With raw courage on one hand, and a comrade’s love in the other, she rushed onto the stage, literally, before the gun smoke had cleared, and cradled the head of “Our Shining Black Prince,” as he lay dying at the Audubon Ballroom, that fateful Sunday afternoon of Feb. 21, 1965. Urgently, she pleaded with her comrade and friend Malcolm X not to die, as she tried to comfort him. This heroic gesture was captured in the photo that appeared in Life magazine and once in the hardcover edition of Malcolm’s autobiography.
The oppressive state had finally succeeded in carrying out its cowardly plan, beyond contempt, that had been years in the making. A body of work out there underscores the fact that this “executive action” was government created.
Never a headline grabber, Yuri Nakahara Kochiyama has spent more than 50 years in the trenches, fighting on the illustrious side of human decency and liberation. These roots run deep and include fraternal connections to Workers World Party. And I’m sure editor Deirdre Griswold can share some awesome anecdotes about this with today’s cadre.
It is important to note that Yuri Kochiyama is of Japanese ancestry. She was born May 19, 1921, sharing a birth anniversary with the venerable Vietnamese revolutionary Ho Chi Minh and with Malcolm X, among notable others. Her numerous admirers always mention this fact with unrestrained pride. And rightly so. She is historically linked to both giants.
Her legendary activism spans a multitude of countries, too numerous to mention here; they include countless progressive movements and remarkable personalities. Folks still sing her praise. She is an exemplary participant in the People’s History.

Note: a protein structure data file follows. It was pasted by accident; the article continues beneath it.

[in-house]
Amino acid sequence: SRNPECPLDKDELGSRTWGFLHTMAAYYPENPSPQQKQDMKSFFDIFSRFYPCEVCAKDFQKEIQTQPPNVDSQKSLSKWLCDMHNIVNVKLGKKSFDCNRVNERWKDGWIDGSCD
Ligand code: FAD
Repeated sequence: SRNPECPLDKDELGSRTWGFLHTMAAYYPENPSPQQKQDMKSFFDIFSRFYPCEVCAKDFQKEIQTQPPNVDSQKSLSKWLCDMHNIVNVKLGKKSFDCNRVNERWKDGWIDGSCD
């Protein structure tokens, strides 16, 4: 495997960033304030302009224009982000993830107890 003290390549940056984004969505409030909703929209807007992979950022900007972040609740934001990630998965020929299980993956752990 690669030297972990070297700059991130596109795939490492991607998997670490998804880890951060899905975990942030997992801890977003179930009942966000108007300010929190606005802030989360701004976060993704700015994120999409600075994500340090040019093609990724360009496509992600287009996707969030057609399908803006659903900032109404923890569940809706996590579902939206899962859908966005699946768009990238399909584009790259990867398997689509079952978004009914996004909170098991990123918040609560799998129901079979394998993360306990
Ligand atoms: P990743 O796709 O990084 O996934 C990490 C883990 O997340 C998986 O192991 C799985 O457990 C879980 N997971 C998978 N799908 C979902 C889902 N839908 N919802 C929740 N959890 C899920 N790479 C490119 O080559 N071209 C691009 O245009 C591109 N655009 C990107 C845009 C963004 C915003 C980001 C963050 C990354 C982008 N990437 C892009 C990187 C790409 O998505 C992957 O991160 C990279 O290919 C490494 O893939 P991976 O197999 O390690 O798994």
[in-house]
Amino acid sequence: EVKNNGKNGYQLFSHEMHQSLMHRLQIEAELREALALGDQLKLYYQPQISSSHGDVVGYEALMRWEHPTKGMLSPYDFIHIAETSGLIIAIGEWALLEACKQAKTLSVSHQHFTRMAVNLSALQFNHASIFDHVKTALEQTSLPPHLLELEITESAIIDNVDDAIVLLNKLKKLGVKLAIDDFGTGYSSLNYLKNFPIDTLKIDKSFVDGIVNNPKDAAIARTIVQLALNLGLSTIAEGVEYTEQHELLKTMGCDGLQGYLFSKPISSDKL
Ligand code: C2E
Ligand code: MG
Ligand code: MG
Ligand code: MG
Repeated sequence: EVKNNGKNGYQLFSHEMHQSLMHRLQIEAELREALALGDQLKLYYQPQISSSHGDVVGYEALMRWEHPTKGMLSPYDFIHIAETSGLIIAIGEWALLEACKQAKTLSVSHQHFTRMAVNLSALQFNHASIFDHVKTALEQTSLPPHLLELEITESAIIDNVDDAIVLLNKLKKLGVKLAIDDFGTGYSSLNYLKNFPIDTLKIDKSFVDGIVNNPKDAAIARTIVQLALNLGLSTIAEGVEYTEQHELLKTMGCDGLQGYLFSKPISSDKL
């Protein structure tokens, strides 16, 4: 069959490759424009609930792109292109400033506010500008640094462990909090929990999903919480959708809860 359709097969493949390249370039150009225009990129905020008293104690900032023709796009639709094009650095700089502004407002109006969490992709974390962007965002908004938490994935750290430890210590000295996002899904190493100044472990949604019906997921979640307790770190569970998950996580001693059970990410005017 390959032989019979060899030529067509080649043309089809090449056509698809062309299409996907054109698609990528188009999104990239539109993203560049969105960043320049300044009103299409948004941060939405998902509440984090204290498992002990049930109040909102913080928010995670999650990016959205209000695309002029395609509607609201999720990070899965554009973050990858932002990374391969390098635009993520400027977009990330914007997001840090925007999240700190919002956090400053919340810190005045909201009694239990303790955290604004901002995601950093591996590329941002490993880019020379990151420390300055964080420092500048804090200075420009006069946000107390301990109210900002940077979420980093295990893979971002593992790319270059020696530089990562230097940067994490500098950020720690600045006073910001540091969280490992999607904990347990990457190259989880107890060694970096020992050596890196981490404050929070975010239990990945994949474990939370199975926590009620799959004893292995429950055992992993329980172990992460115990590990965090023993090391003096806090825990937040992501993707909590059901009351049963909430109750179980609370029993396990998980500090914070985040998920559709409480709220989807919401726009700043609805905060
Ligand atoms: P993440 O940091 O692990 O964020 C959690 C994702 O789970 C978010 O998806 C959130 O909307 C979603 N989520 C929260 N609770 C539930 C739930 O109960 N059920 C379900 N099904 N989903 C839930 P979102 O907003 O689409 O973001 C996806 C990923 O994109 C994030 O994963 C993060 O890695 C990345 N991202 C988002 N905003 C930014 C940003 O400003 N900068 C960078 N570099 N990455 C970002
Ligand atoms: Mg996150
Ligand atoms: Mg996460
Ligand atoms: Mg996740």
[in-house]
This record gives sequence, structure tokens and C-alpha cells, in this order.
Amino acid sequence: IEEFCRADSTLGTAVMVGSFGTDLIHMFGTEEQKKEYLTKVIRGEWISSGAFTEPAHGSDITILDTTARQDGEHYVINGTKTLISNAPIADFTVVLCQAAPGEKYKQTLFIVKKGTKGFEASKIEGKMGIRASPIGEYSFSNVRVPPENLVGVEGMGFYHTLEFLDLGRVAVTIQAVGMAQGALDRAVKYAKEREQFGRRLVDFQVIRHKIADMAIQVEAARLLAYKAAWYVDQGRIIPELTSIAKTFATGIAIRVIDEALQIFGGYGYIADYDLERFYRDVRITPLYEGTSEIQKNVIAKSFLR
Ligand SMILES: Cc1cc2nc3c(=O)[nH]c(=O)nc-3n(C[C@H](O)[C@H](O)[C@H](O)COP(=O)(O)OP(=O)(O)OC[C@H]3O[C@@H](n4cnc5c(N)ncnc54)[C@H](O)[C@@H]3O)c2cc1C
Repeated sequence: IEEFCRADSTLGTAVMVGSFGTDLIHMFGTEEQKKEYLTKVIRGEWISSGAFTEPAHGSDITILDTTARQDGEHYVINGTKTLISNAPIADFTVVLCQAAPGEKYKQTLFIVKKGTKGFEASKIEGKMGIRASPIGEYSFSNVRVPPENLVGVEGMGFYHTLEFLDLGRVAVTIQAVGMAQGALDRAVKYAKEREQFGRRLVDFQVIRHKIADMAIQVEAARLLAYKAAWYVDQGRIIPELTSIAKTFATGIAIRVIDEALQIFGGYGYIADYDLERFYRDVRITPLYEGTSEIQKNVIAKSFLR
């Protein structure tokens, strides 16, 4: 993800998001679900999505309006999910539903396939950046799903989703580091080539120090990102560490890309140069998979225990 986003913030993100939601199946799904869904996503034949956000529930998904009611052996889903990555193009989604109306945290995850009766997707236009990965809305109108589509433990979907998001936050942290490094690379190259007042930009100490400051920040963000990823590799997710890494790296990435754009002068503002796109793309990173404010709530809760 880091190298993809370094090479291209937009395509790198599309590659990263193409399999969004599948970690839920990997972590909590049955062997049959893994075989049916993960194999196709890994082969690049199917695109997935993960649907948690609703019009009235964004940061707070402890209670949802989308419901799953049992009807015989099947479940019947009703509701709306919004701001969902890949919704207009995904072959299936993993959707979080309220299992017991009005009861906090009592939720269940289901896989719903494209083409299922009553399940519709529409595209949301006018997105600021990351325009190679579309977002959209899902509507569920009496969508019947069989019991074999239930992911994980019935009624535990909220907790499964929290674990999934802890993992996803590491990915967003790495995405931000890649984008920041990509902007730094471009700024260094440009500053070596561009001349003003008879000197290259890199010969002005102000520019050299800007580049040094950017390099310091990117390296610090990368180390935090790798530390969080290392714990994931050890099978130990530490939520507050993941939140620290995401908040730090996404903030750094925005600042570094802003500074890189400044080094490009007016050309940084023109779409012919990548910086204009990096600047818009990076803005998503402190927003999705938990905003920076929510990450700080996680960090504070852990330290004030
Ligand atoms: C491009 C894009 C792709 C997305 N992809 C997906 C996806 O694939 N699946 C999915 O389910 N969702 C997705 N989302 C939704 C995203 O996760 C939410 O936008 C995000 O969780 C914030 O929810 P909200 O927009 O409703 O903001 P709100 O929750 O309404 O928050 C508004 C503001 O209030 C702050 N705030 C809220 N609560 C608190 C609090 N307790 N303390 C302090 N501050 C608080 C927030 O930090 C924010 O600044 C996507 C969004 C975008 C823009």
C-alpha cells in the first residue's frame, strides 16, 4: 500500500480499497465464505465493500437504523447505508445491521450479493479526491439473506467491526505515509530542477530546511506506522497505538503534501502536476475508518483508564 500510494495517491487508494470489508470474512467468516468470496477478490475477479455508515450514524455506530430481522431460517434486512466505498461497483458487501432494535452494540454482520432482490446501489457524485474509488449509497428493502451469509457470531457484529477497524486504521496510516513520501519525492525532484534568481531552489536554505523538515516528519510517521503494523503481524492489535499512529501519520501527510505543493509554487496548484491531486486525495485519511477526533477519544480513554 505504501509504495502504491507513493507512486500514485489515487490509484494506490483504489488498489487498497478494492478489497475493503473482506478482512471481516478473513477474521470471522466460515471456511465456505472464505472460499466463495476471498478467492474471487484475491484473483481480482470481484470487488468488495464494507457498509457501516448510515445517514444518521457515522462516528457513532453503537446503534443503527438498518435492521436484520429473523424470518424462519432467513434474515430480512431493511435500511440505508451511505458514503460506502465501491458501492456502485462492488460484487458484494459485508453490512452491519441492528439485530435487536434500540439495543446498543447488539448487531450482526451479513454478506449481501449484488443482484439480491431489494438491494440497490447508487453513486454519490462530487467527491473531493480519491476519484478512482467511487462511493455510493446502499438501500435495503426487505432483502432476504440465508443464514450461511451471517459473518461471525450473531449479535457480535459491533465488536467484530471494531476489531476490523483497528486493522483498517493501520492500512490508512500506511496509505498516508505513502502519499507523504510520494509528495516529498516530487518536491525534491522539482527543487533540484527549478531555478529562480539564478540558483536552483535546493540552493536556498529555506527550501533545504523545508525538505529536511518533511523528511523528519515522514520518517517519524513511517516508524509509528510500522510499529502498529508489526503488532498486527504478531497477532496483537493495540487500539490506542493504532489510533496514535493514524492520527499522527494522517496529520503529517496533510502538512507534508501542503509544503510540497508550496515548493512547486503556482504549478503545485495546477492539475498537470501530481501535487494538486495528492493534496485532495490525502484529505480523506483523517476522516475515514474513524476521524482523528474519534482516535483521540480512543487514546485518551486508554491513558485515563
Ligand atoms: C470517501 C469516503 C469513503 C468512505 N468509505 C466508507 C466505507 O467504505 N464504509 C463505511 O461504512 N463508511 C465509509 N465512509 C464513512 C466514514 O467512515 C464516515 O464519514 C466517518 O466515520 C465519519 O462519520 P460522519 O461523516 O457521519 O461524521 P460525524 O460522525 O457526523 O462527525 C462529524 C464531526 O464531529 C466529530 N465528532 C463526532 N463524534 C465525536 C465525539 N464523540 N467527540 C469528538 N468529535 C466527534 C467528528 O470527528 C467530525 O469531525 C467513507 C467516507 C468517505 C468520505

Some of her signature works include supporting political prisoners like Assata Shakur, now refuged in Cuba; Black Panther Safiya Bukhari; Native leader Leonard Peltier; Lolita Lebron of the Five Puerto Rican Nationalists; David Wong; Herman Ferguson; the NY Panther 21; and, of course, Mumia Abu-Jamal.
During World War II, the anti-Japanese internment laws led to her family being rounded up in California and sent to a concentration camp in Hattiesburg, Ala. This experience further fed her developing political education about “real” life in these United States. Her sympathy and bond with the oppressed was strengthened by her desire to combat the racism and gross unfairness that her family and people faced with internment.
She was well-regarded by the late Amiri Baraka and his family, and she supported the Black Arts Movement back in the 1960s. As quiet as it’s kept, before moving to Harlem, she and her family lived in the same apartment building as jazz pianist and composer Thelonious Monk and his spouse, Nellie Smith Monk.
Yuri Kochiyama’s life is best recorded in two great works: “Passing It On,” an autobiography, and “Heartbeat of Struggle,” by Diane Fujino, both published by the UCLA Asian American Studies Center Press in 2004, and both “must reads.” Yuri Kochiyama, now over 90 and living in California, is more than worthy of prolonged applause. All of us would do well to embrace her outstanding, internationalist example.